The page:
The community of Charlotte, North Carolina is paying tribute to Thereasea Elder, the city’s first black nurse, who passed away at the age of 93 on Tuesday. She forever changed the face of medicine when she fought to integrate the state’s segregated public health system.
Her story is a reminder of how far we have come in terms of making the healthcare system more equitable, but there’s still more work to be done.
Growing Up in Segregated North Carolina
Throughout her life, Elder was a fierce advocate for the black community. According to public records, she was born in the city’s historically black Greenville neighborhood, along with her five siblings, born to Booker T. and Odessa Clark.
She started her career as a nurse at Good Samaritan Hospital, which was segregated and only served black patients. Across the South, white patients typically had access to better quality care at “white-only” hospitals, which refused to treat black patients, even if it meant letting them succumb to their wounds or illness. In some cases, a white-only hospital would make accommodations for black patients in the basement, keeping them separate from white patients.
As David Barton Smith, a professor emeritus of healthcare management at Temple University, writes:
“There were a lot of black communities in the South that had basically no access to hospitals. Most of the black births in Mississippi were at home. The infant and maternal mortality rates were hugely different for blacks and whites because of that.”
Elder frequently encountered racism and harassment as the city’s first black nurse. She was originally hired to only care for the area’s black babies and infants, but nearly a decade later when state-sponsored racism became illegal, she began taking care of white families as well.
The passage of Medicare during the Civil Rights Movement forever changed the face of medicine. Under Title VI of the Civil Rights Act, passed in 1964, hospitals could no longer discriminate against patients based on the color of their skin, which, in theory, essentially desegregated every hospital in the country overnight.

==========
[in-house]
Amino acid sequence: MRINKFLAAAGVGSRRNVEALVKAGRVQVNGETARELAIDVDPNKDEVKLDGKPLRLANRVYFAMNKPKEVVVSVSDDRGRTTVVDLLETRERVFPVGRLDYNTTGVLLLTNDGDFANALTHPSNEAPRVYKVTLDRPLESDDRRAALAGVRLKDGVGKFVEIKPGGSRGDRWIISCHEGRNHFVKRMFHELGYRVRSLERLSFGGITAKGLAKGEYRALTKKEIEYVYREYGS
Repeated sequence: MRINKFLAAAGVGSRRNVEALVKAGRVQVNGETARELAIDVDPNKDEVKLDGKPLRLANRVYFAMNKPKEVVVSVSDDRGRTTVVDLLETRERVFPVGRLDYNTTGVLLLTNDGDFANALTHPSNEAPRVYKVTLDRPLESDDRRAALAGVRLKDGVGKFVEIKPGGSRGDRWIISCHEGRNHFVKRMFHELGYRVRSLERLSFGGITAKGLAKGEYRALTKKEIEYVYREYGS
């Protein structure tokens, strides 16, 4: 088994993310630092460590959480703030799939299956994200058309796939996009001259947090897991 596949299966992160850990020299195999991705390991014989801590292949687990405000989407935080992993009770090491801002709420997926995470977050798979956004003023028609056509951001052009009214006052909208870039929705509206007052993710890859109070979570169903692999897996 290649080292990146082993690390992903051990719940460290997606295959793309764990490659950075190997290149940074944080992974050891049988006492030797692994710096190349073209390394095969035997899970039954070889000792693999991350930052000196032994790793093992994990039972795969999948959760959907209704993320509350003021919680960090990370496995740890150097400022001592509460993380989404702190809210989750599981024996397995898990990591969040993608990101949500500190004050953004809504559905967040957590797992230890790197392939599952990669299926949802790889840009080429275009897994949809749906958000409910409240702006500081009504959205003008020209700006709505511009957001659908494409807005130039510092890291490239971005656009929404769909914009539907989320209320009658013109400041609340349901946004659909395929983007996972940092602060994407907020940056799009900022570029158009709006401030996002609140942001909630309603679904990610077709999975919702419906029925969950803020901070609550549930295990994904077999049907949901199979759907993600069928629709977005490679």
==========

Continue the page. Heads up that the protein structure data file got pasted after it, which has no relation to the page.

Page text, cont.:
Elder went on to join the Mecklenburg County Health Department as its first and only black nurse. She studied at some of the nation’s premiere historically black universities, including Johnson C. Smith University, the U.S. Cadet Nursing Program, and the Lincoln Hospital School of Nursing in Durham. She also studied pediatrics at Howard University’s Freeman Hospital in Washington, D.C.
Throughout her long career, Elder was instrumental in and out of the hospital. She advocated for the black community by registering voters and preserving the city’s black history. She also volunteered with numerous local organizations, including the Greenville Historical Association, the National Association of Negro Business and Professional Women, and the American Red Cross’s Greater Carolinas Chapter.
Losing a Legend
Elder’s friends, neighbors, and colleagues have been singing her praises since she passed away earlier this week.
Elder’s longtime friend Sally Robinson says her passion was history. “She is probably one of the strongest, most determined and enthusiastic women I’ve ever known. And I choose those words carefully,” Robinson said. “She had a big heart and reached and loved so many people.”
Keith Cradle says he became a friend of Elder’s later in life. They both attended Second Calvary Baptist and often sat next to each other on Sundays. However, he says he only recently found out about her story, but quickly recognized her deep empathy for others and wisdom.
“The things she saw and endured, her faith is what carried her through,” he said.
Cradle says Elder was always one of the first people to appear in church, and, if he should ever miss a week, Elder would call him to make sure that he was all right.
“She just understood how [the] community worked and how you pay that forward,” he said. “That love and support — that was just who she was.”
Mecklenburg County Commissioner Pat Cotham honored her passing with a post on Facebook, writing, “As a nurse she suffered many injustices after 1970. I remember hearing her stories. She was a lovely woman and always so positive and encouraging to women. She might have been petite, but we all know she was a giant in our community.”
Representative Alma S. Adams, who represents the Charlotte community, wrote on Twitter:
“She was a remarkable warrior, and a kind and gentle soul who was relentless in her commitment to serve our community. I was pleased to have had the opportunity to get to know Mrs. Elder and will truly miss her. I am saddened by her passing & praying for her family’s comfort.”